First off, researching a variety of agencies is absolutely necessary. It’s all about trusting the organization you donate to. Popular, high profile agencies are not the only ones to consider, nor are they necessarily the best. Start your search by looking to see if an organization has prior experience and expertise with disaster aid. There are going to be a lot of well-meaning organizations wanting to help, but who have no prior experience when it comes to meeting such immediate needs. Not that all new organizations are misguided, but the lack of expertise opens the door for a higher possibility of mistakes—costly mistakes—mistakes that often can’t be afforded. For example, during the disaster in Indonesia there were many groups and organizations who wanted to lend their help by creating popular projects, such as building orphanages. But according to one aid worker on the ground, there were so many organizations solely focused on building orphanages without properly assessing actual needs, that there was an excess of orphanages built. As a result, because orphanages were high in supply and fully equipped, families were often forced to leave children in orphanages because they would receive better care in these facilities. Instead of having money to construct these orphanages that, in the end, were literally straining to find children to house, the money could have gone towards community and family support in general. There is a caveat before writing-off newbie organizations altogether during disasters. Look at their project proposals. While the organization may not have disaster relief experience, they may be proposing a project that is within the realm of their experience and expertise.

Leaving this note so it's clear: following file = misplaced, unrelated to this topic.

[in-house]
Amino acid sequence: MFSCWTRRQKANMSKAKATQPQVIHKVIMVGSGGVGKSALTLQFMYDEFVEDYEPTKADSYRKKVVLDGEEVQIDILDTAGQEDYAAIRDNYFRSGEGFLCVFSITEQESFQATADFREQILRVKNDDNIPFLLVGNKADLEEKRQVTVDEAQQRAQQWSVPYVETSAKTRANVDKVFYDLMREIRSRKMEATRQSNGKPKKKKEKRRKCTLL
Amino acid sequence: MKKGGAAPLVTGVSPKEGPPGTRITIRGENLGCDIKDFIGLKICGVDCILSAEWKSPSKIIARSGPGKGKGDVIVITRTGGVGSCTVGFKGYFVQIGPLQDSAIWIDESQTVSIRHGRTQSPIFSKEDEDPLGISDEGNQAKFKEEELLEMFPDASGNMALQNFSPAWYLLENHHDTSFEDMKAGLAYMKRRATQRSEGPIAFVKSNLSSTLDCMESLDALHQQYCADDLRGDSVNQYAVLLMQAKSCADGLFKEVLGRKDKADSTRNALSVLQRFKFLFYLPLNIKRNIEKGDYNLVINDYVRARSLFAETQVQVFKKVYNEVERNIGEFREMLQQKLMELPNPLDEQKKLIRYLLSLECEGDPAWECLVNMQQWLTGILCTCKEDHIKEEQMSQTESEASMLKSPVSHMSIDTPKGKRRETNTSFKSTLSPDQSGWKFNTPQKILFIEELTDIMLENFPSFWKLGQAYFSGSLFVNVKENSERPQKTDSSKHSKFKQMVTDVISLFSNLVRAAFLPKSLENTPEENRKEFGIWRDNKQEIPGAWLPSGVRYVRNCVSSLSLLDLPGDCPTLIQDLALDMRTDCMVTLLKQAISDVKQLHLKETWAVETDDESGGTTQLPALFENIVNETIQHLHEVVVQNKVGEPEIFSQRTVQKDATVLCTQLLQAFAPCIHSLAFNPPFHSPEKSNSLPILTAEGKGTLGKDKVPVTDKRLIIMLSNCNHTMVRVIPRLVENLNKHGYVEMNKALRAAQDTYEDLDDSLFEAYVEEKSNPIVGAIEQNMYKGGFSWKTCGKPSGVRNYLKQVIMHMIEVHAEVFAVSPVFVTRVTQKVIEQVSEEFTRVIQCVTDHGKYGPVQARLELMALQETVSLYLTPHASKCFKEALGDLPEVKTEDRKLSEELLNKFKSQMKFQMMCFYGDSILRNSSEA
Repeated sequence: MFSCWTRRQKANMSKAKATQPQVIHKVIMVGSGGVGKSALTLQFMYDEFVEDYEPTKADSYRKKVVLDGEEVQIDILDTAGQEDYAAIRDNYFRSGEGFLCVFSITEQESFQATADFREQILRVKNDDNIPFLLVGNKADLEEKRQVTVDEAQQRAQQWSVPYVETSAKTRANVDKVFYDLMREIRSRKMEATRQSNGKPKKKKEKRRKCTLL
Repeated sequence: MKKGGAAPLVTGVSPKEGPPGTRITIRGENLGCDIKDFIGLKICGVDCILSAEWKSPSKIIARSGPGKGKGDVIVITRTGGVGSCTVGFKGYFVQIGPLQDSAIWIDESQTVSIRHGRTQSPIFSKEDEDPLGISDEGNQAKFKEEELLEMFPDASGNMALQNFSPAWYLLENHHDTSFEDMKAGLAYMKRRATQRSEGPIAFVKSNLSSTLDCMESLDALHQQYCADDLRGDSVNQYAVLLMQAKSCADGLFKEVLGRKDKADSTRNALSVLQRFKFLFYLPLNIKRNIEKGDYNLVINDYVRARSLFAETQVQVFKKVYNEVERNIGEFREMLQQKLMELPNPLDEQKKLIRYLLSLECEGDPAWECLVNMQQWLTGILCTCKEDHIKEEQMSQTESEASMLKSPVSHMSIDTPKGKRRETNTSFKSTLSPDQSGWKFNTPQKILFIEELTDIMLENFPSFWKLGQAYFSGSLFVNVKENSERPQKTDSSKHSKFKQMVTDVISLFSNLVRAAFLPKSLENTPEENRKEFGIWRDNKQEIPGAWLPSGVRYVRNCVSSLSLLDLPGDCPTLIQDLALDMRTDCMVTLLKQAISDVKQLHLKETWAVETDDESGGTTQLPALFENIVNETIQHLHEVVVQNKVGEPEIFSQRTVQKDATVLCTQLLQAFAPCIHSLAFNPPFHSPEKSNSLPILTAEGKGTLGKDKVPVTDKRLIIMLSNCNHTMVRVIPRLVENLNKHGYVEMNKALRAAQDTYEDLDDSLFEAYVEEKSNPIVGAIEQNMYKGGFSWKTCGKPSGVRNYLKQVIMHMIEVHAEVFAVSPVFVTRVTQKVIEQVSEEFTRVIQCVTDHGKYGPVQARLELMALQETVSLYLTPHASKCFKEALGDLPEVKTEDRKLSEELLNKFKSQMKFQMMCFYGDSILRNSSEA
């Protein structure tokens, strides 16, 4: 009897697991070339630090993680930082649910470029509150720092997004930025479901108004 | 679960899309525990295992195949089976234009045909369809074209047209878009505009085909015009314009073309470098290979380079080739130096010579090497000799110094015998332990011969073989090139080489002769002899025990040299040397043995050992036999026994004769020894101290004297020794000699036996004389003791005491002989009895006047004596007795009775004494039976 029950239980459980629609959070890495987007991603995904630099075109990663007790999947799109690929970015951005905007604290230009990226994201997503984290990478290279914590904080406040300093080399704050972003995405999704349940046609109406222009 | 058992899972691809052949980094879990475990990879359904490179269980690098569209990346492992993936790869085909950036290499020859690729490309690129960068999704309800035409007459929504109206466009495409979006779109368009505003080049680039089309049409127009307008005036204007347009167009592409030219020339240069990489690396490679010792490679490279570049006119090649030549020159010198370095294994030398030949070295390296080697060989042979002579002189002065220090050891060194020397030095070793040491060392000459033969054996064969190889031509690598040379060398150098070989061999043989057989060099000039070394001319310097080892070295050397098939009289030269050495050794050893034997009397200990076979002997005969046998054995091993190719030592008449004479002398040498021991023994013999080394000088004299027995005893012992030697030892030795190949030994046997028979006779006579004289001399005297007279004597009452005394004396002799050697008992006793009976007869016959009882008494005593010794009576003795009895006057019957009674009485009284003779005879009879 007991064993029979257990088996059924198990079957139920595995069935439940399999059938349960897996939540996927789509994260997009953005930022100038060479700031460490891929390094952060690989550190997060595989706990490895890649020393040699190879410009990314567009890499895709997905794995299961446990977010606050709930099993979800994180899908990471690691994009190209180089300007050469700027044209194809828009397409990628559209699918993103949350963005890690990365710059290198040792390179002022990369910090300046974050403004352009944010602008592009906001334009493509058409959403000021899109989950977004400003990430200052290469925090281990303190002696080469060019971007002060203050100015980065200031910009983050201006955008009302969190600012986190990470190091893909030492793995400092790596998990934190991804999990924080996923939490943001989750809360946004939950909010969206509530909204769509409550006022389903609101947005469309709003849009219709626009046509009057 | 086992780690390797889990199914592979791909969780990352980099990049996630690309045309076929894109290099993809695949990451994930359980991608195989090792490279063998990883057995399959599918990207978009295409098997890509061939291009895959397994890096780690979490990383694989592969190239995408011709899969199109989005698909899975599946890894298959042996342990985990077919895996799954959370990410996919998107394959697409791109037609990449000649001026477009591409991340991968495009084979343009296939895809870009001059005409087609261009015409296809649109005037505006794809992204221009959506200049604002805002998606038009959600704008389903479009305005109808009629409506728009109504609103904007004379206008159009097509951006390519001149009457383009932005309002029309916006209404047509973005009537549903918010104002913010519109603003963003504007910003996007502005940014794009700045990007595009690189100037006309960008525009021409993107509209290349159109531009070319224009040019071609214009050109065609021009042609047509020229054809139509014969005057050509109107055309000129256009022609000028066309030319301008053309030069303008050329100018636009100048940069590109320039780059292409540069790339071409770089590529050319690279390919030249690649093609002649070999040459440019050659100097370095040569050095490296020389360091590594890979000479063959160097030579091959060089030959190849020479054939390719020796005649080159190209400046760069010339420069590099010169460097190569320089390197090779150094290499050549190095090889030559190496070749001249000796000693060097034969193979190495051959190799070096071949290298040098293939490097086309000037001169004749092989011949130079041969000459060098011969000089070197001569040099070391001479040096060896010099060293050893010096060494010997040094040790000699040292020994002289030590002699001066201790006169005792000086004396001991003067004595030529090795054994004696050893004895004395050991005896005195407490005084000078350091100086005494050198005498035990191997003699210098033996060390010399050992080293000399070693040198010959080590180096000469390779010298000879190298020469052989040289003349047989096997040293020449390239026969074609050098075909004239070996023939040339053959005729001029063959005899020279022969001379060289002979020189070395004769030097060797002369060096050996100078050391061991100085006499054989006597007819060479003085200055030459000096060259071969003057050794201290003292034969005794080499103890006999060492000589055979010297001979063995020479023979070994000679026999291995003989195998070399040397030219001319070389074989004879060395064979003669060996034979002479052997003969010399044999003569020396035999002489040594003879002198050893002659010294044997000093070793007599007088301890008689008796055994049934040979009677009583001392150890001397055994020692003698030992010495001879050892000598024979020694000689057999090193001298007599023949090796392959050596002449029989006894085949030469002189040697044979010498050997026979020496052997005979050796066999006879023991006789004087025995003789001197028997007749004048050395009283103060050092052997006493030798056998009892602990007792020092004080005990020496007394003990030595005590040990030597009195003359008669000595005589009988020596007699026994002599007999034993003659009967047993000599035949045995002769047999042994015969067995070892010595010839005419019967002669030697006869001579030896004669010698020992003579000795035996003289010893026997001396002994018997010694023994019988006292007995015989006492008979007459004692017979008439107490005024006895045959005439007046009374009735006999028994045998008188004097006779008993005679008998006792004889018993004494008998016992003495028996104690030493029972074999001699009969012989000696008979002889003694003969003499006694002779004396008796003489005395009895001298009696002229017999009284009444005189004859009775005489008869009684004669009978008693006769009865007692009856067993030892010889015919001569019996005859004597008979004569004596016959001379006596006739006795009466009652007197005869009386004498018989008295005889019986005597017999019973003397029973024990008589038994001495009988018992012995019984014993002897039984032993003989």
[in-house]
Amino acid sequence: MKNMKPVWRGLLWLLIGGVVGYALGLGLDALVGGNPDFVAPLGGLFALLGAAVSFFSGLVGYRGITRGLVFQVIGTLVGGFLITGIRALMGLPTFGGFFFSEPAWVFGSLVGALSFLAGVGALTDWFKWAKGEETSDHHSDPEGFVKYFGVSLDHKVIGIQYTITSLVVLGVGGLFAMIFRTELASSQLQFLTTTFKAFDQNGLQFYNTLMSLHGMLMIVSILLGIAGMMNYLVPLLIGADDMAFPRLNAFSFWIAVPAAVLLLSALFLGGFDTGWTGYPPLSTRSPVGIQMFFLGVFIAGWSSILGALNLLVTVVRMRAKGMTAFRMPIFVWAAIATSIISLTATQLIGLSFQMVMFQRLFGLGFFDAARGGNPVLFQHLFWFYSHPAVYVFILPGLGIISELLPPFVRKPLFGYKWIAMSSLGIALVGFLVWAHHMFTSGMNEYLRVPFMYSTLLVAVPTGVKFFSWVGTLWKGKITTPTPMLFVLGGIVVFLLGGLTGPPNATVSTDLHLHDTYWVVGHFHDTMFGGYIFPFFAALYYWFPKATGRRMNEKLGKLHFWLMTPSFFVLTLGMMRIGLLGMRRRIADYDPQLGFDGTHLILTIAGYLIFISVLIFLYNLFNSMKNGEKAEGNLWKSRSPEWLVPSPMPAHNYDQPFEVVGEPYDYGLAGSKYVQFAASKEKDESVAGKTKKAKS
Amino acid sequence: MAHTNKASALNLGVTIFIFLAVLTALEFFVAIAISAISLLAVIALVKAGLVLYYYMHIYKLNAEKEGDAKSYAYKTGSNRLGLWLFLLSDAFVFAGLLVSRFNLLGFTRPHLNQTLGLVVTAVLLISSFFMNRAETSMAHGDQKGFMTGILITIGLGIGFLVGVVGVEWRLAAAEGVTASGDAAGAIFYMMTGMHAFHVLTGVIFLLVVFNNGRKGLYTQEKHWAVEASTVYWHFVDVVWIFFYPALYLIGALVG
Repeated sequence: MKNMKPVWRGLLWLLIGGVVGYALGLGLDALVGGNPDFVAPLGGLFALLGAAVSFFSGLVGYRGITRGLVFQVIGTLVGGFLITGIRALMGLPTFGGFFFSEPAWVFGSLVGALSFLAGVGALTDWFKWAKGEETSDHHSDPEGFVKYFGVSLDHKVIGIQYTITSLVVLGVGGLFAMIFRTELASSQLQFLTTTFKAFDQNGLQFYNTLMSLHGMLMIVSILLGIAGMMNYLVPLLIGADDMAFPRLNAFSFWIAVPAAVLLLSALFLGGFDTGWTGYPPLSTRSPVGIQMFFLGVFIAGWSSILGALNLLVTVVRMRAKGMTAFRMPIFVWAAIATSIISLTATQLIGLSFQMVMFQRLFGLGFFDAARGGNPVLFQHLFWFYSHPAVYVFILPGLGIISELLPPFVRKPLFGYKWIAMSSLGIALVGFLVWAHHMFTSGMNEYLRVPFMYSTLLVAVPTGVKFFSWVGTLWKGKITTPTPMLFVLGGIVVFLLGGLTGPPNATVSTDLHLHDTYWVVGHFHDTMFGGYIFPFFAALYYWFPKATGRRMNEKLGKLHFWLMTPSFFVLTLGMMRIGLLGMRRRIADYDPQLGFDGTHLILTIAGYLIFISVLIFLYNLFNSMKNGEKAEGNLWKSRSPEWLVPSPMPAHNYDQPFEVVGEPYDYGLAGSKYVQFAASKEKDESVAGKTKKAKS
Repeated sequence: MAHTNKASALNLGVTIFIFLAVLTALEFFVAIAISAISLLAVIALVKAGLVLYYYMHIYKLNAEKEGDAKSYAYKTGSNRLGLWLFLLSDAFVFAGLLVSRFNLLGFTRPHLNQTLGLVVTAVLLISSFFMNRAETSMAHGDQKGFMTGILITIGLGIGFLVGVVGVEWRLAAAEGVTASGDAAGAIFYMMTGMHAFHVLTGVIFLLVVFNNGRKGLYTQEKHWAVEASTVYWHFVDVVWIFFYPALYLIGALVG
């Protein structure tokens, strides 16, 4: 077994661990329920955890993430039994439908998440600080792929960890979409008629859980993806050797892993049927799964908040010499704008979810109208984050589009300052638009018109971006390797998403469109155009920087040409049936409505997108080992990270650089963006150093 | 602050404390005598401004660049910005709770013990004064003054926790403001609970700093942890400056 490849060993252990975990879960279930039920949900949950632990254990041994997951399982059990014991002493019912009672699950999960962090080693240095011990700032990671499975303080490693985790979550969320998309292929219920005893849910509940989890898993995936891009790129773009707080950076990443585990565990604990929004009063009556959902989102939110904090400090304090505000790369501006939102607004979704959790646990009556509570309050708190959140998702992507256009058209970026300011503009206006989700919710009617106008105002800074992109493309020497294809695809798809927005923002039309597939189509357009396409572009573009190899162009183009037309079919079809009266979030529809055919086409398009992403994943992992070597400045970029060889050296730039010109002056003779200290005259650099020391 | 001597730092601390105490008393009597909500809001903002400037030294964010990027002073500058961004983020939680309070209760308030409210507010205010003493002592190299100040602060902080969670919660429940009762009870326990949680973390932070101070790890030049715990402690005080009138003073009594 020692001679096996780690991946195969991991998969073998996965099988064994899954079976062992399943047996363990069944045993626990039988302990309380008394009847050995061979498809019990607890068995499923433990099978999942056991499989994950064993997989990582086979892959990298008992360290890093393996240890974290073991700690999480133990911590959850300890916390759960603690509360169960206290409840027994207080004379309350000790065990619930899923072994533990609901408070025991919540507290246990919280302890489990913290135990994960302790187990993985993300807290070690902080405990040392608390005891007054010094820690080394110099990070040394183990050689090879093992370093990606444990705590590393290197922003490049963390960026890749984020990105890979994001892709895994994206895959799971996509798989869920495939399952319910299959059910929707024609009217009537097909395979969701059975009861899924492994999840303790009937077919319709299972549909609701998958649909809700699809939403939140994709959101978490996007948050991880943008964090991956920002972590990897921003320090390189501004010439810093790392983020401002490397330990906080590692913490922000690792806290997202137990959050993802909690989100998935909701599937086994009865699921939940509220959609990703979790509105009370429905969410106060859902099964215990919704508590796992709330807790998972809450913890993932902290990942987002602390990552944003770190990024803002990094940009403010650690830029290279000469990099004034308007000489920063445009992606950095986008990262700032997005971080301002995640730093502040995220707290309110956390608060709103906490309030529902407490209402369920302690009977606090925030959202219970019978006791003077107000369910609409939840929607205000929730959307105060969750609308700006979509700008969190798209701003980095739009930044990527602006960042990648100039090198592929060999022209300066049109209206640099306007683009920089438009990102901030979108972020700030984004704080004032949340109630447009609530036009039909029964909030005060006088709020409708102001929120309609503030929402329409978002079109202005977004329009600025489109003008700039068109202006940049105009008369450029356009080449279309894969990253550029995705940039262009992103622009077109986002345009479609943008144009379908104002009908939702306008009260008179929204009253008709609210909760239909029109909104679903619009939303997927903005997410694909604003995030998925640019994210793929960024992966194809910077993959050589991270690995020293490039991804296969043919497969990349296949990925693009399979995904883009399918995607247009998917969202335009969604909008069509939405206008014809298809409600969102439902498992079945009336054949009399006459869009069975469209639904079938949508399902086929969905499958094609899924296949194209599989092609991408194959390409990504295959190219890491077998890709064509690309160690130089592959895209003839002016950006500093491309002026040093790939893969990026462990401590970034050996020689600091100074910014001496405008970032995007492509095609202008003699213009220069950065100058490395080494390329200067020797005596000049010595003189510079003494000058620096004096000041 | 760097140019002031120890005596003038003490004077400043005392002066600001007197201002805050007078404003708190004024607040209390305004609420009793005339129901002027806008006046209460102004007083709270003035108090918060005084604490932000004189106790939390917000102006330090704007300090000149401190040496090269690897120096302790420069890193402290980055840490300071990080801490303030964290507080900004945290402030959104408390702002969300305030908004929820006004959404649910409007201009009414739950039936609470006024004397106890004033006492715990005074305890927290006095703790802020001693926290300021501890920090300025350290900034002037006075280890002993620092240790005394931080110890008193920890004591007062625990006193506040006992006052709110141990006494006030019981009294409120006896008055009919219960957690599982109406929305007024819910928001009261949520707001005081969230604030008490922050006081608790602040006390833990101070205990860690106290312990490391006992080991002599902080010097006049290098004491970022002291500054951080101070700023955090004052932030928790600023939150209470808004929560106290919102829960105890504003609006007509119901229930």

Another key is finding organizations that already had operations set up in the country before the disaster. These are the initiatives that already have buildings, staff, and local networks set in place, not to mention intimate knowledge of the language, culture, the political and social dynamics, and the people. It is these organizations that will be able to provide the swiftest aid, because they are in a prime position to help. These local agencies may be tough to find online. Sometimes larger, more well-known organizations will partner with these lesser known ones. But to help with your search, here are some websites to check out: